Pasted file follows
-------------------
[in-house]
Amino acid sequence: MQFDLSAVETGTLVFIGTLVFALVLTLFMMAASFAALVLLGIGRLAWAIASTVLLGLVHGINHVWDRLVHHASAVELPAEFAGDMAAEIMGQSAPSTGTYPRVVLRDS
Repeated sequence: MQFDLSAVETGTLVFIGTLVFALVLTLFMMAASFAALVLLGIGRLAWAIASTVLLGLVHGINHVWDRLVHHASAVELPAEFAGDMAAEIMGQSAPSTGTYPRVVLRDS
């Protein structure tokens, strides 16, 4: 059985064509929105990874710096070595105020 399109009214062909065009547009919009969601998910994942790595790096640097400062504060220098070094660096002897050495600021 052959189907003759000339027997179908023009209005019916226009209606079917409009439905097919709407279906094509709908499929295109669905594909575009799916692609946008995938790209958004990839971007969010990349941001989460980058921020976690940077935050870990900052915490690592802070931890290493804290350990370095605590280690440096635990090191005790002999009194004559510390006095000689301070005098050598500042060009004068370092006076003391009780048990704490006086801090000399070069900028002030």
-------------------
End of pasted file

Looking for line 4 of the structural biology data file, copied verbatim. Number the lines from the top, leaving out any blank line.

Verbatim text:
């Protein structure tokens, strides 16, 4: 059985064509929105990874710096070595105020 399109009214062909065009547009919009969601998910994942790595790096640097400062504060220098070094660096002897050495600021 052959189907003759000339027997179908023009209005019916226009209606079917409009439905097919709407279906094509709908499929295109669905594909575009799916692609946008995938790209958004990839971007969010990349941001989460980058921020976690940077935050870990900052915490690592802070931890290493804290350990370095605590280690440096635990090191005790002999009194004559510390006095000689301070005098050598500042060009004068370092006076003391009780048990704490006086801090000399070069900028002030």